President Petro Poroshenko
Wartime memories of the Ukrainian collaboration with the Nazis blur into the present. It is historically accurate that thousands of partisans fought along Germans against the Red Army before the region brought under Soviet control in 1943. But the Soviet media have provided no context that would explain why partisans fought the Red Army. The murderous repression of nationalists and the famine in the Ukraine are conveniently ignored. There is nothing about how Ukraine was part of the “bloodlands” of 20th century Europe where ethnic violence, political brutalization and paramilitary violence were ferocious during the Second World War. Yet there is a kernel of truth in the Kremlin juggernaut propaganda that is more current: members of the ultra-nationalist Svoboda (Freedom) party, which did hold five cabinet positions in the Provisional government, uttered anti-Semitic and racist statements and demonstrated a capacity for bullying and intimidation though their sentiments were mild in comparison with the other far right political parties in Europe. In the May 25 election, its presidential candidate did very poorly and its members have little influence in current Ukrainian politics. But the fascist label continues to reverberate even though Jews encounter "everyday antisemitism" in Donetsk.

By contrast, the loutish behaviour of Russian security officials, notably Igor Strelkov, who initially claimed responsibility for the downing of the Malaysian aircraft on his website before deleting it, and the local thugs who besieged police stations, government offices, and other symbols of political authority are treated as heroes in the Russian media which constantly malign Ukraine and its “Nazi” government. The feverish nightly television broadcasts from eastern Ukrainein their phantasmagorical worldview they are reporting from "The Peoples Republic of Donetsk" or "The Peoples Republic of Luhansk"that indulge in anti-Western, xenophobic rhetoric are a Kremlin-produced “spectacle” in which the ratings of television news compete with popular sitcoms. According to journalist and author, Anne Applebaum, Russian reports on Ukraine reached a new pitch of hysteria with fake stories about the supposed crucifixion of a childreminiscent of anti-German propaganda during the Great Warand  an extraordinary documentary comparing the Ukrainian army’s defense of its own country with the Rwandan genocide. In another piece, she noted that Russian television—watched by many in eastern Ukraine—continued to denounce nonexistent violence coming from “fascist Kiev” and was even showing politicized weather reports: Dark clouds gather over Donetsk while there is sun in Crimea. She contends that these language games and disinformation campaigns have been far more sophisticated than anything the Soviet Union ever produced. And more fantastical given the media's bizarre explanations to explain the downing of the Malaysian flight that range from corpses in the aircraft before it left Amsterdam to the Ukrainian military mistaking a commercial flight for Putin’s presidential plane. According to Mark Adomanis writing in the Washington Post and who now lives in Moscow, Russians live in a different reality.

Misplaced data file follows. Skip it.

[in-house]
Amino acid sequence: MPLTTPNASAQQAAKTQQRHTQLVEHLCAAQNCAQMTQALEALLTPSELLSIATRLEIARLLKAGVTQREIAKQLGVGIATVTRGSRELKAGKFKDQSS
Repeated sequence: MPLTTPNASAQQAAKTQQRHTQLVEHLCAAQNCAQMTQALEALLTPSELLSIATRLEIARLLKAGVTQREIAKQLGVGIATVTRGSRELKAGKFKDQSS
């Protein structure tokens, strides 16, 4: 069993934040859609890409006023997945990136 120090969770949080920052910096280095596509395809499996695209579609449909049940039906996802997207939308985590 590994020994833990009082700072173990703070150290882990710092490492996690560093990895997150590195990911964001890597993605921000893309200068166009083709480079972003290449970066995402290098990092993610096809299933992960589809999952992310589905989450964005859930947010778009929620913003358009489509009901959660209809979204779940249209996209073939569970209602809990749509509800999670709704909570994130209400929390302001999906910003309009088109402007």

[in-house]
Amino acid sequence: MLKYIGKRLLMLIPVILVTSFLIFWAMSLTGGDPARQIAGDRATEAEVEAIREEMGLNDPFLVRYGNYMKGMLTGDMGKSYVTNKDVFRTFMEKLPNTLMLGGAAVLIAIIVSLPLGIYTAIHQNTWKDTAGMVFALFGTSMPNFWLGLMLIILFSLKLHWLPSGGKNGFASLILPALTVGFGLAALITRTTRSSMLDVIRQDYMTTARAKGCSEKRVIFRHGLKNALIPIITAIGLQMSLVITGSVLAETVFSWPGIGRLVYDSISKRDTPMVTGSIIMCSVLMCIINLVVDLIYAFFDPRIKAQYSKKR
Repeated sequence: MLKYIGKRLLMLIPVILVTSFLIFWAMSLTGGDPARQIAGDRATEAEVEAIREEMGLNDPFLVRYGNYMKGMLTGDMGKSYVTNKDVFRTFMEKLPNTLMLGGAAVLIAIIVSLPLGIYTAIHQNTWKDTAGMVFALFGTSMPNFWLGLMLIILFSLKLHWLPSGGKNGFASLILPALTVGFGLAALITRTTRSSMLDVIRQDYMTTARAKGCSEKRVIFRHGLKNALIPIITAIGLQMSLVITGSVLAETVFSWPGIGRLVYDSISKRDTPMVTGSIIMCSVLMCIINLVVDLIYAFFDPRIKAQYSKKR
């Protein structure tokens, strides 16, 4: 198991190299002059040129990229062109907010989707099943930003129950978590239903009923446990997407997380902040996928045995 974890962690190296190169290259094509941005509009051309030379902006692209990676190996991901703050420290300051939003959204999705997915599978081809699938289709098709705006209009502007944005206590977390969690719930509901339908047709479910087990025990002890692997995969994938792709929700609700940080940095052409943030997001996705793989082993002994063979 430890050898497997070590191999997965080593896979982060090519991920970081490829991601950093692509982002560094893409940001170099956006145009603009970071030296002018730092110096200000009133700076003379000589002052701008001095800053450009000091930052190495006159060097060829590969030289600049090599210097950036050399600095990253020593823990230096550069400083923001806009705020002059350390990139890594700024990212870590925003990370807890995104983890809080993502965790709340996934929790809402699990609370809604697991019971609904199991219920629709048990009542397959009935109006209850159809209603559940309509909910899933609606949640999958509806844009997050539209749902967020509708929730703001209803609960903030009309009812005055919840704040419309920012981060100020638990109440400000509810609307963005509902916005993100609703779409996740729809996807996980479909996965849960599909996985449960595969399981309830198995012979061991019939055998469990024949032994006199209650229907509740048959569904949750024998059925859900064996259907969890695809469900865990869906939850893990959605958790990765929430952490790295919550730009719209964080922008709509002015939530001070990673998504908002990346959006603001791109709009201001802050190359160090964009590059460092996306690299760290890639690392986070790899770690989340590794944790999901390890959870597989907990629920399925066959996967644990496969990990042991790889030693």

An effigy of a Kiev official in the rebel zone

No doubt the Russian media have succeeded in vilifying the Ukrainian government as a fascist junta. The news programs have overheated public opinion through its ramped-up vitriol; its effect has caused its receptive audience to lose any sense of rational perspective. Journalist Tony Judah spoke to a rebel leader who had just been released in a prisoner exchange with the Ukrainians, warning that “Fascism! It is coming for us again!” Another rebel declaimed:  “We want a free Ukraine, but the Banderas want to take control over the whole of Ukraine. We just want justice.” He was using the term taken from the name of Stepan Bandera, the wartime leader who at times collaborated with the Nazis and later fought the Red Army. These attitudes explain why an overwhelming number of ethnic Russians in Russia and the Ukraine are convinced that the Ukrainian military downed the plane to frame Russia.

But the message that has been promulgated through a lapdog media has presented problems for Putin. He has succeeded in whipping up nationalist fervour and stigmatizing any domestic critics as “national traitors,” and "fifth columnists" but should he fail to preserve the unifying myth of “Mother Russia”the underpinning of his propagandaby allowing Ukraine to slip out of his orbit, he could face a powerful backlash. As The New Yorker's David Remnick noted in his column on the crash of MH17, Putin has become prisoner to his own propaganda machine and to the rebels that he has unofficially supported in the Donbass area that compromise the Donetsk and Luhansk regions. In this climate, Putin is under domestic pressure to do more not less for his proxies and the Russian public. Forty percent of them, who are intoxicated by his hysterical brand of anti-Western propaganda, want a real war with the Ukraine, something Putin understands would be a serious mistake. His goal has been to destabilize the eastern Ukraine without any official Russian prints on the operation  by dispatching Russian mercenaries, secret police officials and a covert supply of arms to the separatists. Despite his bravado about the West and their threat of sanctions in his March 18 speech, he knows that they could seriously endanger the Russian economy, particularly if sanctions are intensified after the airline catastrophe, the subject of an upcoming blog.